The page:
Louisiana Rice: Cold-Stunted Plants Complicate Flooding Decisions

Most of the rice in southwest Louisiana went into the ground during a two-week interval when we had warmer weather and dry soil. When most of that rice emerged in mid-March, the weather conditions became cool and slowed crop development down considerably.

Normally, after about a 4-week period after emergence, the rice will generally reach that 5th-leaf to first-tiller stage of development and we are ready to establish the permanent flood. However, for most of our mid-March emerged rice, that is not the case this year. Most of the mid-March emerged rice is stalled at that 3-leaf stage of development. Similarly, the rice that emerged the first of March is stalled at or just before tillering.

With the extended cold temperatures, we are just not getting the heat units we need to for the rice to develop at a rate we are used to this time of year.

Rice growth and development can be estimated by looking at the accumulated heat units after emergence. The number of heat units accumulated each day above 50 degrees F (with adequate soil moisture and no other limiting factors) can be used to estimate rice growth and development. These heat units are often referred to DD50 heat units, which is the backbone of the DD50 program. DD50 heat units can be calculated by getting the average daily temperature and subtracting 50.

In general, it takes between 75 to 175 heat units for each subsequent leaf to emerge during the seedling stages of rice development. This is variety dependent of course however, we can estimate that on average it takes about 150 heat units between the emergence of each leaf. Using this criteria, most of our mid-March emerged rice this year is around that 3rd leaf stage of development when normally we would be near tillering. I would estimate that we are about 300 heat units behind normal crop development this year.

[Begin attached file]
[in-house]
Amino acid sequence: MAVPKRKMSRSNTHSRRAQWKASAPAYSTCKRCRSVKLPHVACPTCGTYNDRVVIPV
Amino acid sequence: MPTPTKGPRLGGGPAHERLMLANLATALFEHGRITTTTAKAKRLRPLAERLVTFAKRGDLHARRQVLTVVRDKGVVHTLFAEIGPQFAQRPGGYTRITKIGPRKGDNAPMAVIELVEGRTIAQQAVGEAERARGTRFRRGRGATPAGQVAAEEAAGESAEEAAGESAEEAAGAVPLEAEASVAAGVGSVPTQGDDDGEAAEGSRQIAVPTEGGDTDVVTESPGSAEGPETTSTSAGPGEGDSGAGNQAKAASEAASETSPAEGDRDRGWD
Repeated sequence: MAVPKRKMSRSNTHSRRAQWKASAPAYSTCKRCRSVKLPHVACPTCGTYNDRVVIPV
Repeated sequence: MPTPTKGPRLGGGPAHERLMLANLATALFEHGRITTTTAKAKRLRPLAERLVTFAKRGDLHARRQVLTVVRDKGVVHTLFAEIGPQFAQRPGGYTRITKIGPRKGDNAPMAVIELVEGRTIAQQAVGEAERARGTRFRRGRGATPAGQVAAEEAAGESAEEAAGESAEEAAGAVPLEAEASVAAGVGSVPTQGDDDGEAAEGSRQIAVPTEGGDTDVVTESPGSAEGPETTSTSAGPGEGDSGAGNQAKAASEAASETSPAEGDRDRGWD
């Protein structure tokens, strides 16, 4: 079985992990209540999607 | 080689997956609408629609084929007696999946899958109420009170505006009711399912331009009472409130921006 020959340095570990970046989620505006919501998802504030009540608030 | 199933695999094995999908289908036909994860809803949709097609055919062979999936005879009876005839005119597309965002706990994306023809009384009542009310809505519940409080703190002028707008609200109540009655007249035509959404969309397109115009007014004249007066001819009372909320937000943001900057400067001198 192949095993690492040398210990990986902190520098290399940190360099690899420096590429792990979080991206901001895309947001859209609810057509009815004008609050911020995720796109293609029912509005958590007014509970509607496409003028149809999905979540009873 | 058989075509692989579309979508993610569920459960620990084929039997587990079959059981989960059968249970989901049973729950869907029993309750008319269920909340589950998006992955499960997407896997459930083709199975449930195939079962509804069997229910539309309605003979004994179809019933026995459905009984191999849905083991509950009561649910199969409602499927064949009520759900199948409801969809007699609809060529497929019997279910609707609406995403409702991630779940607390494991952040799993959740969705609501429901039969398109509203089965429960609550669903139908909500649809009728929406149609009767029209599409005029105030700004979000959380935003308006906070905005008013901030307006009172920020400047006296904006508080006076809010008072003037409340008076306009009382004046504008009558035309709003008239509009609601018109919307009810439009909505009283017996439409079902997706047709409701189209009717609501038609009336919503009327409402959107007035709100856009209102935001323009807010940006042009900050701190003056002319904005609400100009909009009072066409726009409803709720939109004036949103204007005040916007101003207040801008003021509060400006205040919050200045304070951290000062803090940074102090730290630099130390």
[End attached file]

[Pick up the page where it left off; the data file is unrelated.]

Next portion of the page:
Another thing we are seeing this year from our late February and early March planted rice are plants that are beginning to tiller that are very short in stature. In figure 2, you can see that this rice plant is already tillering and the overall stature of the plant is only around 4 inches tall. This phenomenon is present everywhere in south Louisiana this year and it most definitely related to the extended cool weather conditions. It has been seen in multiple varieties and hybrids as well. This in itself is not a yield limiting concern in rice.

In fact, one grower told me that he seems to remember in years with cold early season conditions generally correspond to the higher yielding years. I have heard the same thing from growers speaking about dry years. Let’s hope that this holds true for 2018 as well!

One concern of the short stature plants is the establishment of the flood. With short plants and high winds, water can stack up and submerge these short plants. Generally, rice will quickly stretch and grow out of submerged situations however, and with the cool temperatures this may be a much slower process this year. With warmer conditions moving back into the forecast for late next week we should be fine moving forward.



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